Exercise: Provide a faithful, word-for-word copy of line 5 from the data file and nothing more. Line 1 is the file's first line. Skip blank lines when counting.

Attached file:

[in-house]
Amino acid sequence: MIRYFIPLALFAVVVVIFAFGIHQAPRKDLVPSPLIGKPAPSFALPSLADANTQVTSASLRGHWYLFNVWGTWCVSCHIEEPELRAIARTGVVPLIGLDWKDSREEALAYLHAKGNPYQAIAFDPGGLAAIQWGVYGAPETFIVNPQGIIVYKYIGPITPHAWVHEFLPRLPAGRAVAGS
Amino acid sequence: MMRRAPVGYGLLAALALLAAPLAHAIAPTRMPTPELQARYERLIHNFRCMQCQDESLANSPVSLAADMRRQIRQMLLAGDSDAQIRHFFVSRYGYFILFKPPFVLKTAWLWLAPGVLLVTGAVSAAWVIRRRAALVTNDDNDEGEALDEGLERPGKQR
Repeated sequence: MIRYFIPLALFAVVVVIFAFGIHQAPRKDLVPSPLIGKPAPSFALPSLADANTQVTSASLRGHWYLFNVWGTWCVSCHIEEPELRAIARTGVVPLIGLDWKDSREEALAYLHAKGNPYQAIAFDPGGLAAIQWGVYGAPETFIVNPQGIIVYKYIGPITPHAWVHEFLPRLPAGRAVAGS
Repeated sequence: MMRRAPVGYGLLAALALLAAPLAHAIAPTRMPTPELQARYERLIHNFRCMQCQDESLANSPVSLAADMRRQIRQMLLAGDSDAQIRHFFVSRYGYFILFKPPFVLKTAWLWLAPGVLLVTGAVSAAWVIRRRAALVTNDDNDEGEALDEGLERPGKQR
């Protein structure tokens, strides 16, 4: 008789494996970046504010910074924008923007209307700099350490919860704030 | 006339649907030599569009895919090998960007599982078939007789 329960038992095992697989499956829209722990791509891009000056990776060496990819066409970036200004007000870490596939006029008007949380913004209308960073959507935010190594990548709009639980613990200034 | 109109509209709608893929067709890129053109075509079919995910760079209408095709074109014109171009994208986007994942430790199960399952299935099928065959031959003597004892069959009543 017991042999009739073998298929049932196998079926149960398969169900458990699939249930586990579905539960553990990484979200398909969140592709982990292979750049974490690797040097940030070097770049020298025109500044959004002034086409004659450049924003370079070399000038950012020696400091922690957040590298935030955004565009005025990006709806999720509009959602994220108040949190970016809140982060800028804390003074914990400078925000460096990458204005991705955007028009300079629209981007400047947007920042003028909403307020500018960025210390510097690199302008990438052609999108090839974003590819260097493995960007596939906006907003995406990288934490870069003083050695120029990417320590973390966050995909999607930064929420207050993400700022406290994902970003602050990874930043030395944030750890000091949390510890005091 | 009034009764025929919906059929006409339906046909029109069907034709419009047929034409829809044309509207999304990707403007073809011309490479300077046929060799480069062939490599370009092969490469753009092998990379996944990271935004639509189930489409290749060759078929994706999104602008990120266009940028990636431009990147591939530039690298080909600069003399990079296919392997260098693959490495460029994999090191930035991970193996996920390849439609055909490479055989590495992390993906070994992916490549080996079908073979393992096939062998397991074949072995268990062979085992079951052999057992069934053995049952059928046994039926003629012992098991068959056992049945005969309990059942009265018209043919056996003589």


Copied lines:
Repeated sequence: MMRRAPVGYGLLAALALLAAPLAHAIAPTRMPTPELQARYERLIHNFRCMQCQDESLANSPVSLAADMRRQIRQMLLAGDSDAQIRHFFVSRYGYFILFKPPFVLKTAWLWLAPGVLLVTGAVSAAWVIRRRAALVTNDDNDEGEALDEGLERPGKQR